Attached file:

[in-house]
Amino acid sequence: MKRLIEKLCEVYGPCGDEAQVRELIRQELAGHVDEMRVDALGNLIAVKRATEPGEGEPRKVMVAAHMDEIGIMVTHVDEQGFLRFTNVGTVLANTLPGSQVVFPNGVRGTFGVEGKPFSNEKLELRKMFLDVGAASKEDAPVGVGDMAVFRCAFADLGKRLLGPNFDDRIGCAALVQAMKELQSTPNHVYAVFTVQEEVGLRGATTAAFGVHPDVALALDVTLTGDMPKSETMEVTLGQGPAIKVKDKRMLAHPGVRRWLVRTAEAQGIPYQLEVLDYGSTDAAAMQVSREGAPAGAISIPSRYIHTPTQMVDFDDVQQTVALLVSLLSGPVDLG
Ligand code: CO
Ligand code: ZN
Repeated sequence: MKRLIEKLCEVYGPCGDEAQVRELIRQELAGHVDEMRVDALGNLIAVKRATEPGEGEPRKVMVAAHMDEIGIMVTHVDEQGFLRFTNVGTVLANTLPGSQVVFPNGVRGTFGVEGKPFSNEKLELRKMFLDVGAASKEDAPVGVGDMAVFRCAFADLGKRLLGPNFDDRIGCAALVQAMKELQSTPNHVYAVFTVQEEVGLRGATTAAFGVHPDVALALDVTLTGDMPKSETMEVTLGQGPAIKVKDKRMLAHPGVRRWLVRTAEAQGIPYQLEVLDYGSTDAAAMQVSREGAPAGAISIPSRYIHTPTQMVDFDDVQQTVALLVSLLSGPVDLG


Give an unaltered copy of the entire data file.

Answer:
[in-house]
Amino acid sequence: MKRLIEKLCEVYGPCGDEAQVRELIRQELAGHVDEMRVDALGNLIAVKRATEPGEGEPRKVMVAAHMDEIGIMVTHVDEQGFLRFTNVGTVLANTLPGSQVVFPNGVRGTFGVEGKPFSNEKLELRKMFLDVGAASKEDAPVGVGDMAVFRCAFADLGKRLLGPNFDDRIGCAALVQAMKELQSTPNHVYAVFTVQEEVGLRGATTAAFGVHPDVALALDVTLTGDMPKSETMEVTLGQGPAIKVKDKRMLAHPGVRRWLVRTAEAQGIPYQLEVLDYGSTDAAAMQVSREGAPAGAISIPSRYIHTPTQMVDFDDVQQTVALLVSLLSGPVDLG
Ligand code: CO
Ligand code: ZN
Repeated sequence: MKRLIEKLCEVYGPCGDEAQVRELIRQELAGHVDEMRVDALGNLIAVKRATEPGEGEPRKVMVAAHMDEIGIMVTHVDEQGFLRFTNVGTVLANTLPGSQVVFPNGVRGTFGVEGKPFSNEKLELRKMFLDVGAASKEDAPVGVGDMAVFRCAFADLGKRLLGPNFDDRIGCAALVQAMKELQSTPNHVYAVFTVQEEVGLRGATTAAFGVHPDVALALDVTLTGDMPKSETMEVTLGQGPAIKVKDKRMLAHPGVRRWLVRTAEAQGIPYQLEVLDYGSTDAAAMQVSREGAPAGAISIPSRYIHTPTQMVDFDDVQQTVALLVSLLSGPVDLG